Part 3: Novopay's effect on school audits

Schools: Results of the 2012 audits.


New Zealand's 2500 or so state schools have about 750,000 students. The major cost of schools is the employment of teachers and other staff. Schools spend about 63% of their total costs on staff. Also, most schools' income is directly related to staff. About 53% of their income is by way of a grant from the Ministry for teachers' salaries. With some limited exceptions, schools use the Ministry's outsourced payroll service for the payment of all their staff.

The Ministry pays about $170 million to about 90,000 people each fortnight through its outsourced payroll service. In August 2012, the Ministry introduced Novopay. In its report on the schools sector for 2012, the Ministry noted that:

Problems with the Novopay system were evident from the first pay round, with approximately 5,000 staff underpaid, approximately 700 staff overpaid, and 15 people not paid at all.2

In this Part, we summarise the problems with Novopay, their effect on the 2012 school audits, and what the Ministry is doing to resolve those problems.

The problems with Novopay

Novopay was introduced in August 2012. Substantial public and media criticism followed, particularly before the Ministry was satisfied that it had stabilised the operation of Novopay in mid-2013. In summary, the criticisms covered:

  • the number of employees that were not paid, underpaid, or overpaid;
  • the financial and other effects on staff;
  • the financial and other effects on schools;
  • the other types of errors that Novopay was generating;
  • the inaccuracy of the reports that Novopay produced;
  • the lack of support for schools despite their enhanced role in data entry and ensuring data quality;
  • the additional work that schools had to carry out to administer their payroll; and
  • the extra costs needed to make Novopay work to an acceptable standard.

There have been several reviews of the problems that arose when introducing Novopay. The main reviews have been a Technical Review by Deloitte in March 2013 and a Ministerial Inquiry in June 2013, which gave an account of the reasons for the problems. The main findings from these reviews were that:

  • Weaknesses in project governance and leadership allowed Novopay to go live with significant risks.
  • Novopay was not adequately developed or tested in some important respects.
  • The payroll service centre was not fully ready to go live.
  • Schools were not ready and the Ministry did not adequately train and support school staff.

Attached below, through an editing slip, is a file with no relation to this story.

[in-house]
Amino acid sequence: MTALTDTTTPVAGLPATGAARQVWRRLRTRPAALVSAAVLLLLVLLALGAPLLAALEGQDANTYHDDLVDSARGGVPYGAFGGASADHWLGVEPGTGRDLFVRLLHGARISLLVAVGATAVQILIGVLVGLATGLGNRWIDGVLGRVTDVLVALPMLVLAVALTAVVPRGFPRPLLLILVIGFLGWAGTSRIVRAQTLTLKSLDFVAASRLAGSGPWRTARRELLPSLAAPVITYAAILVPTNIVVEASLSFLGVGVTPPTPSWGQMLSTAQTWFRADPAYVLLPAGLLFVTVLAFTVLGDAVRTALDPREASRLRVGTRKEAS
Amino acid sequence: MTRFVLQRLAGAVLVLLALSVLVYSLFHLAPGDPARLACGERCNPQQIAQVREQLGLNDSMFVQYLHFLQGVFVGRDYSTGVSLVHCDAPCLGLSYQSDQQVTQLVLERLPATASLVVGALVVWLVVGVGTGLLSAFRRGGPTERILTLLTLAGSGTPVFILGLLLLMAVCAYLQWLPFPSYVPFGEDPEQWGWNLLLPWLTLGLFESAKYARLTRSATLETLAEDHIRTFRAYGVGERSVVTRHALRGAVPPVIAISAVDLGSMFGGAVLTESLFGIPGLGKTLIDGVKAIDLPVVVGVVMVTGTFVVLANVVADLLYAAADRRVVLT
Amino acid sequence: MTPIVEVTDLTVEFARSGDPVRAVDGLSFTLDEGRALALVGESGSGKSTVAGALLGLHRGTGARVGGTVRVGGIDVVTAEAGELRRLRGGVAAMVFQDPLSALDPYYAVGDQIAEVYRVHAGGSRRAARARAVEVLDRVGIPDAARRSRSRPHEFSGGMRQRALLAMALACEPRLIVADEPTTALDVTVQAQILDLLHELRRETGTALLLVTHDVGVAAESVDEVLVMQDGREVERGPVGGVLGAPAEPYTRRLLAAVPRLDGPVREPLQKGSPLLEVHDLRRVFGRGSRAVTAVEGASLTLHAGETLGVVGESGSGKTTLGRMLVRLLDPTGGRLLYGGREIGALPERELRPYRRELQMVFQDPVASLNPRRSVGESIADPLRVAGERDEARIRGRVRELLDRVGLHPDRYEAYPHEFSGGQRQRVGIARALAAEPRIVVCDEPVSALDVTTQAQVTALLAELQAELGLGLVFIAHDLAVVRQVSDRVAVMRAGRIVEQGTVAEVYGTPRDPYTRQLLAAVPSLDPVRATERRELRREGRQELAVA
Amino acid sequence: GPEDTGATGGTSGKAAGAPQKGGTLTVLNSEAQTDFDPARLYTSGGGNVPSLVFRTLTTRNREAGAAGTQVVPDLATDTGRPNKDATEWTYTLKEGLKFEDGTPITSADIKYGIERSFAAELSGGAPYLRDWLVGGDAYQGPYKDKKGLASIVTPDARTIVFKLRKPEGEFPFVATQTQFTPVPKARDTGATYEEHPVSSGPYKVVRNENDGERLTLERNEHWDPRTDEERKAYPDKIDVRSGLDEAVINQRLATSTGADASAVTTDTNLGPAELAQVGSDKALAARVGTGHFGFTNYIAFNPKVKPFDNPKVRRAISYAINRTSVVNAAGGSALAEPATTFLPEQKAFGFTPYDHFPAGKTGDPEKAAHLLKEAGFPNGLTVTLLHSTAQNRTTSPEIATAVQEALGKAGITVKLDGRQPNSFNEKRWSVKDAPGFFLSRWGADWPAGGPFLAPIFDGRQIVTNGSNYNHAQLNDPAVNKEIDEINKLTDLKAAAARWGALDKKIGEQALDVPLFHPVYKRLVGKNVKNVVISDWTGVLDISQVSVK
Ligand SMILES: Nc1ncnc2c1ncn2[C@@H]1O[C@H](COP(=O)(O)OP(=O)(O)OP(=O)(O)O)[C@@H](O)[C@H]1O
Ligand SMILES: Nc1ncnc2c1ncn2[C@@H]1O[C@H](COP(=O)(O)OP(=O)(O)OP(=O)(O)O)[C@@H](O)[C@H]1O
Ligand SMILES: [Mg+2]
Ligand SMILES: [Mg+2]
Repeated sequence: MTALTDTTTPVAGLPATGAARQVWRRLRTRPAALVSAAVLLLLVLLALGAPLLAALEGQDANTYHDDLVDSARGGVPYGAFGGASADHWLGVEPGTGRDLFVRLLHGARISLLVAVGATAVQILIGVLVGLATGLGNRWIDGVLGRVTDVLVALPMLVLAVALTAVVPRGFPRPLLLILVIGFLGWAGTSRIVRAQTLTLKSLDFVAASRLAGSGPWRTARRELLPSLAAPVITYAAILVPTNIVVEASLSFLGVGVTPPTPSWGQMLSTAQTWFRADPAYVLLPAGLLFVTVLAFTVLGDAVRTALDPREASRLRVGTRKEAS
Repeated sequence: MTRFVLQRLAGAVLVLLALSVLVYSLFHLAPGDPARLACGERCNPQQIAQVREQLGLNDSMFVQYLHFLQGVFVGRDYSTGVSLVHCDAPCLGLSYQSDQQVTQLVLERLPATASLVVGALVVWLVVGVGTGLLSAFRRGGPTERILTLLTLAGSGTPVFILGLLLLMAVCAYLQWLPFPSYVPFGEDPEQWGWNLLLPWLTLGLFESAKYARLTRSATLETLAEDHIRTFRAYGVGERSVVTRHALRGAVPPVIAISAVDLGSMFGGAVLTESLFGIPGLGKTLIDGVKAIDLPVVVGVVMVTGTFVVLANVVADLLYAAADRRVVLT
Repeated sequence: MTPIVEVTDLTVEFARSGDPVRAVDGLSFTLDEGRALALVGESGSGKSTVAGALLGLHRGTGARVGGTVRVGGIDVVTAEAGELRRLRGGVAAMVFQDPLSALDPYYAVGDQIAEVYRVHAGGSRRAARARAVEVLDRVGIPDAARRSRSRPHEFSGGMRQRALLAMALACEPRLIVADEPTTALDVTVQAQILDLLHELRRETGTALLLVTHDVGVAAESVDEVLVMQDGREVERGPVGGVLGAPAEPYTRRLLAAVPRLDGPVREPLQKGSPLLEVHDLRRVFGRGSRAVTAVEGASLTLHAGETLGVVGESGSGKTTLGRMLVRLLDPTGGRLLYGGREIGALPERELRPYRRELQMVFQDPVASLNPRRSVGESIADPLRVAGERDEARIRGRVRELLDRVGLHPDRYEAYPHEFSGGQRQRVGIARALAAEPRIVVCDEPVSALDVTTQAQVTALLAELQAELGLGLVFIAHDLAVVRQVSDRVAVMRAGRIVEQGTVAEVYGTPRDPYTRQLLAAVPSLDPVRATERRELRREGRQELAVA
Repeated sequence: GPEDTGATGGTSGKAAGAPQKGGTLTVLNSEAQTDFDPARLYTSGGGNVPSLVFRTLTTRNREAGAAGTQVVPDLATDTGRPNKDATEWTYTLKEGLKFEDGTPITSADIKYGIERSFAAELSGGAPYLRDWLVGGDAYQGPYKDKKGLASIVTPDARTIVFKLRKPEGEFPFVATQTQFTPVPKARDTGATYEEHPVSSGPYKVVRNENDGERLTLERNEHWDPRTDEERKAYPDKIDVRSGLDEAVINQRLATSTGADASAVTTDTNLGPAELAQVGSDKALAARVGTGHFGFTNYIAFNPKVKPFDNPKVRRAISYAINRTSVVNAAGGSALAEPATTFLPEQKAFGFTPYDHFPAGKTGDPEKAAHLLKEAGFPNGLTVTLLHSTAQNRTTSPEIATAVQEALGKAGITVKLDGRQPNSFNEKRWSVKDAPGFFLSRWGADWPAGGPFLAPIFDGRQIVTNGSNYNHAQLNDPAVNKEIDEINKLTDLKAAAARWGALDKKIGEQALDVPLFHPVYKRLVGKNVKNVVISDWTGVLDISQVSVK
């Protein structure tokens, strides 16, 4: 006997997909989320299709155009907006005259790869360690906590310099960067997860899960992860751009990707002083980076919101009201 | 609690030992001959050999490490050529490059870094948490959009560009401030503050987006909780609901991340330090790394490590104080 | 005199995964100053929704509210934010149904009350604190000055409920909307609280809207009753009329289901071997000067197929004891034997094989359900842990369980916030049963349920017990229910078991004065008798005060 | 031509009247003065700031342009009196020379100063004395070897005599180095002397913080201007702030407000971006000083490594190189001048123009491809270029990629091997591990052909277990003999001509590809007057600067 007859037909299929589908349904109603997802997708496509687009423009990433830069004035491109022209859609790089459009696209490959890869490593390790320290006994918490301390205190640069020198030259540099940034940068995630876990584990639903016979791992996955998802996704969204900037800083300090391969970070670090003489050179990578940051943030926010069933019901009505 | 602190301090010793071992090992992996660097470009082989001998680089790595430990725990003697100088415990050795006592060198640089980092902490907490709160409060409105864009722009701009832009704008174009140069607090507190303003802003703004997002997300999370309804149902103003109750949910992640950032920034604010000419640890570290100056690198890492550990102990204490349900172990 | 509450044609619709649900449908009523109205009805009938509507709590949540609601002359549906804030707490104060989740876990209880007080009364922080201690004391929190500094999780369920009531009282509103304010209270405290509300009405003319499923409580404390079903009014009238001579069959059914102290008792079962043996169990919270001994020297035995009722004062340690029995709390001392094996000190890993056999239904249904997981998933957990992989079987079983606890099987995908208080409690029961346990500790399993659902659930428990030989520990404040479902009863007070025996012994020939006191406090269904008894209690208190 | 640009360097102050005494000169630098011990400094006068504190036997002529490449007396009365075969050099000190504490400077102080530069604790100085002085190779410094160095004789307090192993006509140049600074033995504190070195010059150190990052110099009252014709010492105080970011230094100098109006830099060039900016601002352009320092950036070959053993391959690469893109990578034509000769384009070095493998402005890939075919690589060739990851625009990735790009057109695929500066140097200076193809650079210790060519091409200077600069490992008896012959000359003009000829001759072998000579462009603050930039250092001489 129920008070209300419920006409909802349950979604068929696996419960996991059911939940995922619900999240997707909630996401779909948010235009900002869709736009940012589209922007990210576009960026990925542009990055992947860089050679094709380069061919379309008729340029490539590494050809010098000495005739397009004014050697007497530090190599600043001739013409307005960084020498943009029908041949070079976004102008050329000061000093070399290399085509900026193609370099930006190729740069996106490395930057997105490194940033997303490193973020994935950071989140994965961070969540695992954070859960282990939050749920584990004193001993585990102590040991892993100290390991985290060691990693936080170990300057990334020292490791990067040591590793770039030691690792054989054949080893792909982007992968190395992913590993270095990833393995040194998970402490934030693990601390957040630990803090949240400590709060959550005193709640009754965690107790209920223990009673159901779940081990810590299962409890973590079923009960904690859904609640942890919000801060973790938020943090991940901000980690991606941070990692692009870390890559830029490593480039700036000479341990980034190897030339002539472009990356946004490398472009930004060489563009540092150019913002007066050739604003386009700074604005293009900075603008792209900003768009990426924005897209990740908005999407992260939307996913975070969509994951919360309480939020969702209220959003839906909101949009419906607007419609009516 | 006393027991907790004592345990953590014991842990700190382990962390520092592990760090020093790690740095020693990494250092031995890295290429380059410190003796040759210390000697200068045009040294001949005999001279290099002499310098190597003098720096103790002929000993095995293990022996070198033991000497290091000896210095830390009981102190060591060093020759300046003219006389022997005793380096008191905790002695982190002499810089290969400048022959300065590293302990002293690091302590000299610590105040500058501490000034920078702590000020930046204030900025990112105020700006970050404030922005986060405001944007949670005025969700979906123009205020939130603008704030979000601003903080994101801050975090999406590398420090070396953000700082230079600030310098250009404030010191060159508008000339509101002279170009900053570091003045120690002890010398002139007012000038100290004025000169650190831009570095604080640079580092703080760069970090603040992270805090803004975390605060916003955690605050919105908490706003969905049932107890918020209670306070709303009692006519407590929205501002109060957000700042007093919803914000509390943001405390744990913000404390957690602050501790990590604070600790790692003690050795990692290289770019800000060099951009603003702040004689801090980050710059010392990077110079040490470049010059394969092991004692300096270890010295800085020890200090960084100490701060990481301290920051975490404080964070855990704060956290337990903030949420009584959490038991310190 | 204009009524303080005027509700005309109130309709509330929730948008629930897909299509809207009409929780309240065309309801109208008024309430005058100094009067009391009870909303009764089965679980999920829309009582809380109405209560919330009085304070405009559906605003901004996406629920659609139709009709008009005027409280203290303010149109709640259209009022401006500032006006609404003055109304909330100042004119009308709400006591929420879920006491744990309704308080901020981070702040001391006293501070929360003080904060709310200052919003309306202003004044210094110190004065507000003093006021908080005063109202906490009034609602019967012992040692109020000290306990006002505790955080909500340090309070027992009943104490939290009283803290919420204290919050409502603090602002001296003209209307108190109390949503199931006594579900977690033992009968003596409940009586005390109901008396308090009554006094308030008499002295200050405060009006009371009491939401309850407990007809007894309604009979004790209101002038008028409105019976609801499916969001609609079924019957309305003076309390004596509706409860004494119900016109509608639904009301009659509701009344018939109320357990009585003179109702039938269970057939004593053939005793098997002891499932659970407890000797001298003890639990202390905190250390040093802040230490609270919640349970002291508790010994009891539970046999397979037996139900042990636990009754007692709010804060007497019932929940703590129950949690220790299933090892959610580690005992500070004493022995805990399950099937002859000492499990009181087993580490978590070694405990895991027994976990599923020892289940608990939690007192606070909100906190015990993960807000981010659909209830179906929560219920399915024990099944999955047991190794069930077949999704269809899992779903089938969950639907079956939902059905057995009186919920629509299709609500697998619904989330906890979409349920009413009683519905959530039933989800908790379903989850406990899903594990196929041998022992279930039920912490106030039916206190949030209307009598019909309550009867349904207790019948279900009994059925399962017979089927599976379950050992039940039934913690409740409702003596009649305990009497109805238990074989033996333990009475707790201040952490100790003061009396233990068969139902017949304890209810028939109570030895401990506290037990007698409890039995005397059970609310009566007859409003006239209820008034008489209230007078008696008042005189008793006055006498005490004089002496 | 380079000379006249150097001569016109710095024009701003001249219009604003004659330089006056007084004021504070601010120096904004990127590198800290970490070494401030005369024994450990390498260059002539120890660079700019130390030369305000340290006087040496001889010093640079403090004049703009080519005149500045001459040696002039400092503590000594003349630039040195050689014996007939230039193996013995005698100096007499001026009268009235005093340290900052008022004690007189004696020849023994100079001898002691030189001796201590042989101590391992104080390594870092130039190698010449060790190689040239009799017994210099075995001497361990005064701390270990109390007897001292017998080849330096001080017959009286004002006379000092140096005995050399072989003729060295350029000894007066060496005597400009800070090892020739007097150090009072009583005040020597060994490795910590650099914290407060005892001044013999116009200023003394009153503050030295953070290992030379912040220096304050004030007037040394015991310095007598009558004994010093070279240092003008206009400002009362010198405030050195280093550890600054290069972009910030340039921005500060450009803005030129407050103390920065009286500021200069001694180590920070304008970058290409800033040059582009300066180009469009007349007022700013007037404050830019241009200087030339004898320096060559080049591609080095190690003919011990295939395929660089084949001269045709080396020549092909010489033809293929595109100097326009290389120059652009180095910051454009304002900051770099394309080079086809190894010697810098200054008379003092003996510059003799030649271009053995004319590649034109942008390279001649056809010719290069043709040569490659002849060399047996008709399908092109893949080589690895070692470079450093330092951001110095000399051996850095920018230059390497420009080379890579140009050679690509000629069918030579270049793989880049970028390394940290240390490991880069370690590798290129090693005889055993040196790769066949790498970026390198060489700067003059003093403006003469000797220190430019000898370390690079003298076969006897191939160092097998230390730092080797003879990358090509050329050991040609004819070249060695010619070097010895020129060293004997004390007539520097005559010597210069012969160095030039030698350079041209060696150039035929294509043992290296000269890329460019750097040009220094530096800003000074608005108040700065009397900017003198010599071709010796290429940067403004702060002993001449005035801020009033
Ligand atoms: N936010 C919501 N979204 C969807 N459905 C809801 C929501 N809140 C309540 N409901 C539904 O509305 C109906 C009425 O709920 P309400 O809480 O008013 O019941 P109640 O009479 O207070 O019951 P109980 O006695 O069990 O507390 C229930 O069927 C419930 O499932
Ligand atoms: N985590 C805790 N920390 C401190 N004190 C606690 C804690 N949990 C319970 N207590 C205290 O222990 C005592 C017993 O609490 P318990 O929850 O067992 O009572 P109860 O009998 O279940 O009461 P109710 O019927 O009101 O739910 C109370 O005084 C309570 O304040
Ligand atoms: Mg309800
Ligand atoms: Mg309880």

• Novopay cost much more than had been forecast.

Considerable publicity about the extent of errors followed Novopay's introduction. These errors include under- and overpayments, and schools being incorrectly charged with other schools' employees.

We asked the Ministry for information about the extent of the errors, so that we could consider them in relation to the overall payroll and put them into perspective. The Ministry does not have this information available at a school level. However, the Ministry has given us some analysis of overpayments.

The amount of established debt relative to total payroll indicates the extent of overpayments. For the last few months of 2012, after the transition to Novopay, debt was 0.56% of payroll, compared to an average of 0.07% under the previous system, Datacom. The percentage has since dropped to 0.15% for 2013.

The average value of debt outstanding to schools under Datacom fluctuated between $230 and $714 a school. In December 2013, this debt was $4,308. This did not directly affect schools' operational funding because most overpayments relate to teachers' salaries, which the Ministry pays. Most (2029) schools had total overpayments from operations grants of less than 1% of their operations grant funding.

Schools' financial reporting

The Education Act specifies that schools should prepare audited financial statements. These are to show the school's financial performance and financial position – income and expenditure during the year and assets and liabilities at the end of the year. Schools should submit draft statements to the auditor by 31 March in the following year. The Ministry should receive the audited statements by 31 May.

The Auditor-General is responsible for carrying out the annual audits of schools' financial statements. The Auditor-General discharges this responsibility by appointing auditors from about 35 audit firms to carry out the about 2500 audits on her behalf. Normally, more than 90% of school audits are completed by the statutory deadline of 31 May at a total cost of about $10.5 million and with no modified audit opinions because of payroll-related matters.

Our audits are designed to provide assurance that a school's financial statements fairly reflect the school's financial performance and financial position. We carry out our audits to provide reasonable assurance about whether the statements are free from material misstatements. We do not look at every transaction, and we do not guarantee that the statements are completely accurate.

Material misstatements are differences or omissions of amounts and disclosures that, in our judgement, are likely to influence a reader's overall understanding of the statements. If we find material misstatements that are not corrected, we refer to them in our audit opinion.

The results of each school audit are contained in an audit report, which is a public document attached to the financial statements of each school, and a management letter, which is addressed to each board. Auditors who are not satisfied with the figures in the financial statements are expected to issue a modified audit opinion.